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Boating Books Review: Herreshoff  Illustrated

Photo of Herreshoff

Herreshoff: American Masterpieces

During its 67 years in operation, Herreshoff Manufacturing Co. built some 2,000 vessels — yachts and racers, one designs and daysailers, steam cruisers and motor launches. Herreshoff: American Masterpieces celebrates the legacy and longevity of these creations — more than 400 exist today. Co-authors Maynard Bray and Claas van der Linde tell the stories of several Herreshoff boats still afloat, such as the gaff-rigged cutter Neith, which sank in a hurricane but was rescued and restored; Canvasback, a long and lean motor launch; and Joyant, a P-class sloop that was restored after languishing in a poison ivy thicket for more than 20 years. The book includes previously unpublished original drawings, courtesy of the Hart Nautical Collection at Massachusetts Institute of Technology, and color photos by nautical photographer Benjamin Mendlowitz. (W.W. Norton & Co., $100)

Windward Islands book cover

Sailors Guide to the Windward Islands

Snowbirds Take Note

The latest version of Chris Doyle’s Sailors Guide to the Windward Islands includes detailed sketch charts based on the author’s surveys, aerial photos of anchorages and navigational information, as well as sections on exploring ashore, provisioning, services for cruisers and making passages between the islands. The guide covers Martinique, St. Lucia, St. Vincent and the Grenadines, and Grenada. The information is linked to Doyle’s website, where there are downloadable town maps, GPS waypoints from his sketch charts and links to local weather, news and more. It picks up where Doyle’s Cruising Guide to the Southern Leeward Islands ends. (Cruising Guide Publications, $35)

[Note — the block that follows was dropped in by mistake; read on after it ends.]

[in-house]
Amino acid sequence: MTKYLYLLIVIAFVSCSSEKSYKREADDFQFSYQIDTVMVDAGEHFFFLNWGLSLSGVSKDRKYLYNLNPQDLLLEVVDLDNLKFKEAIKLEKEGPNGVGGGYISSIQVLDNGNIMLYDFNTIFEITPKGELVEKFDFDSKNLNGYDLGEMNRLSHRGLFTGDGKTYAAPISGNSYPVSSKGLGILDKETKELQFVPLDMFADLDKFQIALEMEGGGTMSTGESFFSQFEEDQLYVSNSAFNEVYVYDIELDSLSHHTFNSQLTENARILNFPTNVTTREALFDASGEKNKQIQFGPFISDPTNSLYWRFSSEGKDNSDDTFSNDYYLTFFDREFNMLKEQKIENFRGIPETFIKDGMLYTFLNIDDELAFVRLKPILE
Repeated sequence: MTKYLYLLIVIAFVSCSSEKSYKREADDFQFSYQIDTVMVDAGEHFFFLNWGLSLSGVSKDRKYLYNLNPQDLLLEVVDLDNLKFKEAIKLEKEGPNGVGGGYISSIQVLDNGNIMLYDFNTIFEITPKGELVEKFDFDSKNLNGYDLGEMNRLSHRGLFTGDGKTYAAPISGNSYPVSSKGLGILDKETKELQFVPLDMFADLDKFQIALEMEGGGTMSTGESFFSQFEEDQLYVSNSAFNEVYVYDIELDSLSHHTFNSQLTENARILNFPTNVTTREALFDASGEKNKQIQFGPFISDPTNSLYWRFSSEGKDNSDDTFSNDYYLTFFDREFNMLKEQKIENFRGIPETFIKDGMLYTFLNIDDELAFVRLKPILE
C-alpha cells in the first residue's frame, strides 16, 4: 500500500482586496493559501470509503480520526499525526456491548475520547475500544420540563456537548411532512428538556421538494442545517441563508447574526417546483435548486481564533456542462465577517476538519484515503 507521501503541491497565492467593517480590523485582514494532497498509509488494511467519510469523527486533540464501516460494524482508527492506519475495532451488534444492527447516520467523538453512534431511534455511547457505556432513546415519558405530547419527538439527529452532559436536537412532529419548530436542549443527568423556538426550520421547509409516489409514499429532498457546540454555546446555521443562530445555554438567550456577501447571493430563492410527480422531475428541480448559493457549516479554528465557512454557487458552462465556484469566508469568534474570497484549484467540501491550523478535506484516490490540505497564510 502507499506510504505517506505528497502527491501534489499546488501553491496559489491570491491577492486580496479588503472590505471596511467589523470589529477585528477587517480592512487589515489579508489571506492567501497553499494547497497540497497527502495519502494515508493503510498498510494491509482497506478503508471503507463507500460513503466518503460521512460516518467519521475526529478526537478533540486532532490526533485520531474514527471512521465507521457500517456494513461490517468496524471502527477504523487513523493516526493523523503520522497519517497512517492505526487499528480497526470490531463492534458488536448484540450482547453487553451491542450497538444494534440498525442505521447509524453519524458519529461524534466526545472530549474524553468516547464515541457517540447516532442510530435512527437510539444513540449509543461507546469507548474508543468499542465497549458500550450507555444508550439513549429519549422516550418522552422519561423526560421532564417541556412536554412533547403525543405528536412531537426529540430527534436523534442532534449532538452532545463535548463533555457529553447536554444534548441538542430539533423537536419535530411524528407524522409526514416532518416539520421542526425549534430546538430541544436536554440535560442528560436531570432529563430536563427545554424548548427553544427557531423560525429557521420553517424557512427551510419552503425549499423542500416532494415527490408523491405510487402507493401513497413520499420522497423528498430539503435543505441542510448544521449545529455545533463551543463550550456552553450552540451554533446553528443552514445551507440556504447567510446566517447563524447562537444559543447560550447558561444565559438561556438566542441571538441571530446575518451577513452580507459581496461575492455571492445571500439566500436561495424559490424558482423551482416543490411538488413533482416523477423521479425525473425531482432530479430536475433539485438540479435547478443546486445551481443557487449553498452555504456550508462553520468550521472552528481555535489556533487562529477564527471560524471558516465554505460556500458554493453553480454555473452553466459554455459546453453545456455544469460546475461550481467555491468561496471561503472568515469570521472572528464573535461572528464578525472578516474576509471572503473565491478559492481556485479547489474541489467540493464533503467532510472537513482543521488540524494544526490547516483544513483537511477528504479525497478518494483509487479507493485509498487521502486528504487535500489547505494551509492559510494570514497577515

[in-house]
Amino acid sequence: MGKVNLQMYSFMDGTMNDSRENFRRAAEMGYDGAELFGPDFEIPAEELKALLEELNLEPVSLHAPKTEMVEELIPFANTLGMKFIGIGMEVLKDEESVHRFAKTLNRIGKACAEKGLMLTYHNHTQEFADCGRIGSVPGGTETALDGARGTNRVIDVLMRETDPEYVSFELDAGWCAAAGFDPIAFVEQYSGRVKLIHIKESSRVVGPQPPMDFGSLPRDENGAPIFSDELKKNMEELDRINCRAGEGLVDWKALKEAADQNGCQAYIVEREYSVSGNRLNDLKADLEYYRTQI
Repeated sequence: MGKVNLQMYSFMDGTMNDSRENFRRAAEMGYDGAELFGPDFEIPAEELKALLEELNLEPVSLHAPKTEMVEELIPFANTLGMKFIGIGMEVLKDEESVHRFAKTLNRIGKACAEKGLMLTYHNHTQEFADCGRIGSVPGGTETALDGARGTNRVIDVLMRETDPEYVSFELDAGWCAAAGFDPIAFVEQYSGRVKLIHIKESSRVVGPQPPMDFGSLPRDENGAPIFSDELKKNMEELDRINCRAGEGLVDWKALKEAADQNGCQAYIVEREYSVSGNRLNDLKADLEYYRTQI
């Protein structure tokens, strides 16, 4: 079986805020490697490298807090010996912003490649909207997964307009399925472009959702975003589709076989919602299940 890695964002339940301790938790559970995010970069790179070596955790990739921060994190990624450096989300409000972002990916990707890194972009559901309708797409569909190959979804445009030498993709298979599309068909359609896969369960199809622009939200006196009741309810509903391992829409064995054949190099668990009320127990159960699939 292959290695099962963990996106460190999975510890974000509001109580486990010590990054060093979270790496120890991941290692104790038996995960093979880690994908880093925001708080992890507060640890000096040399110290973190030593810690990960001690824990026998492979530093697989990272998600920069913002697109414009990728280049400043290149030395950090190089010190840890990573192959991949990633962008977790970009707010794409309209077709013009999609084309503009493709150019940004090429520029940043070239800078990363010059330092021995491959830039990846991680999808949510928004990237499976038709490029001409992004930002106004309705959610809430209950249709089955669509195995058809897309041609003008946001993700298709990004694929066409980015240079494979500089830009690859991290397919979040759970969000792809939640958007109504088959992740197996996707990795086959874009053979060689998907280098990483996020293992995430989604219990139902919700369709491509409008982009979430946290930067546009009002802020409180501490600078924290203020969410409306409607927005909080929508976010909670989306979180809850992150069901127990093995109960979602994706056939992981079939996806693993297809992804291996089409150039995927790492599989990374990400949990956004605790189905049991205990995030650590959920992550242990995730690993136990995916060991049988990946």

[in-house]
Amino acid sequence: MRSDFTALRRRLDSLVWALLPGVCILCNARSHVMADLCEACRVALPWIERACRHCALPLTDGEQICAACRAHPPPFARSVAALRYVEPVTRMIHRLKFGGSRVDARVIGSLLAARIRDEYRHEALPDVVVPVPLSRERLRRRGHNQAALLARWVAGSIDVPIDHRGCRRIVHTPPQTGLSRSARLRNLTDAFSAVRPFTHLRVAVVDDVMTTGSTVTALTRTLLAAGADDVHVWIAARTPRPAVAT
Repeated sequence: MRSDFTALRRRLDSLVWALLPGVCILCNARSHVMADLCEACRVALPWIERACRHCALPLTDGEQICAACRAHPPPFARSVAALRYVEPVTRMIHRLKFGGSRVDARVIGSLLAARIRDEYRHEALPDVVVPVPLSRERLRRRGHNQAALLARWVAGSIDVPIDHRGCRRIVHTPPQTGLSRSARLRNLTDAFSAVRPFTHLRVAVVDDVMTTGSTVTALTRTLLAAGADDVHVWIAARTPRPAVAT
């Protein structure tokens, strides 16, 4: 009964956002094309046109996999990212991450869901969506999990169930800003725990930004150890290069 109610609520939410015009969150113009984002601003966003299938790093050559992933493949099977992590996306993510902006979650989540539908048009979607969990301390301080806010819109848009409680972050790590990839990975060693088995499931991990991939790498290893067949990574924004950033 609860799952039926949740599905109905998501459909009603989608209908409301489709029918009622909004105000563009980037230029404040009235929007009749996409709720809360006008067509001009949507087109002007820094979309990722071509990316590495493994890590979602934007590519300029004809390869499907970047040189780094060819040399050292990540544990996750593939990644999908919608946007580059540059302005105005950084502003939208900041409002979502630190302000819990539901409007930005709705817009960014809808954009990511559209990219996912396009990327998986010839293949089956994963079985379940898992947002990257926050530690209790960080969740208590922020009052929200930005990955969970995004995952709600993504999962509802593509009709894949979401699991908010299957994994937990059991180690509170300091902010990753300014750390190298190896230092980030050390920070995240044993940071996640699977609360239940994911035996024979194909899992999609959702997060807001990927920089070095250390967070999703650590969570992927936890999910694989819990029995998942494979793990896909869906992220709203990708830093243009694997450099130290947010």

The Cape Horners Club Book Cover

The Cape Horners' Club

The Bottom Of The World

A towering rock that rises ominously from the sea lets mariners know they’ve reached Cape Horn and the southern tip of South America. The Horn has a well-earned reputation as one of the most dangerous places on the planet, and those who round it can face massive seas, hurricane-force winds and currents that render engines virtually useless. In The Cape Horners’ Club, Adrian Flanagan — the first solo yachtsman to sail vertically around the world, via Cape Horn and the Russian Arctic — recounts the history of the Horn and the stories of those who battled the odds to make it around. (Bloomsbury, $27)

This article originally appeared in the September 2017 issue.


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